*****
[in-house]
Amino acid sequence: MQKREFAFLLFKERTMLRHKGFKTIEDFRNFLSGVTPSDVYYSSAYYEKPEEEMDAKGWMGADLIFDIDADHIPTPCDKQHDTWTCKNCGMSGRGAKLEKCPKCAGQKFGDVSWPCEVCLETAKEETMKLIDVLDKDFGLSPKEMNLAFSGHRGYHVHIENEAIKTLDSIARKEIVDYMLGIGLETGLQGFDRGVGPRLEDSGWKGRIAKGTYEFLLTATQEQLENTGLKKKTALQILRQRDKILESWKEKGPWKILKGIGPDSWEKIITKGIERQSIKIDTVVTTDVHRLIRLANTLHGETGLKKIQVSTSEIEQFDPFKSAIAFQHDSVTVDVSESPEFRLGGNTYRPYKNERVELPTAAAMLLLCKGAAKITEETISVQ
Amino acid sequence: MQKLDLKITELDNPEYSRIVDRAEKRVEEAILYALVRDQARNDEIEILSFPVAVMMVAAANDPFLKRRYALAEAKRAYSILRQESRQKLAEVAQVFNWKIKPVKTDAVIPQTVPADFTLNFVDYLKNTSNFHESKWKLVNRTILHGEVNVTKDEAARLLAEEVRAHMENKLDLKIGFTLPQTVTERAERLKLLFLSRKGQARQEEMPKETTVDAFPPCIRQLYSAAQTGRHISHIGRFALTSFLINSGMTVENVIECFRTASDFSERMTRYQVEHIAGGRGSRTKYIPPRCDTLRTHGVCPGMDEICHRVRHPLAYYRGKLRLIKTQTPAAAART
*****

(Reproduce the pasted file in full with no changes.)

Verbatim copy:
[in-house]
Amino acid sequence: MQKREFAFLLFKERTMLRHKGFKTIEDFRNFLSGVTPSDVYYSSAYYEKPEEEMDAKGWMGADLIFDIDADHIPTPCDKQHDTWTCKNCGMSGRGAKLEKCPKCAGQKFGDVSWPCEVCLETAKEETMKLIDVLDKDFGLSPKEMNLAFSGHRGYHVHIENEAIKTLDSIARKEIVDYMLGIGLETGLQGFDRGVGPRLEDSGWKGRIAKGTYEFLLTATQEQLENTGLKKKTALQILRQRDKILESWKEKGPWKILKGIGPDSWEKIITKGIERQSIKIDTVVTTDVHRLIRLANTLHGETGLKKIQVSTSEIEQFDPFKSAIAFQHDSVTVDVSESPEFRLGGNTYRPYKNERVELPTAAAMLLLCKGAAKITEETISVQ
Amino acid sequence: MQKLDLKITELDNPEYSRIVDRAEKRVEEAILYALVRDQARNDEIEILSFPVAVMMVAAANDPFLKRRYALAEAKRAYSILRQESRQKLAEVAQVFNWKIKPVKTDAVIPQTVPADFTLNFVDYLKNTSNFHESKWKLVNRTILHGEVNVTKDEAARLLAEEVRAHMENKLDLKIGFTLPQTVTERAERLKLLFLSRKGQARQEEMPKETTVDAFPPCIRQLYSAAQTGRHISHIGRFALTSFLINSGMTVENVIECFRTASDFSERMTRYQVEHIAGGRGSRTKYIPPRCDTLRTHGVCPGMDEICHRVRHPLAYYRGKLRLIKTQTPAAAART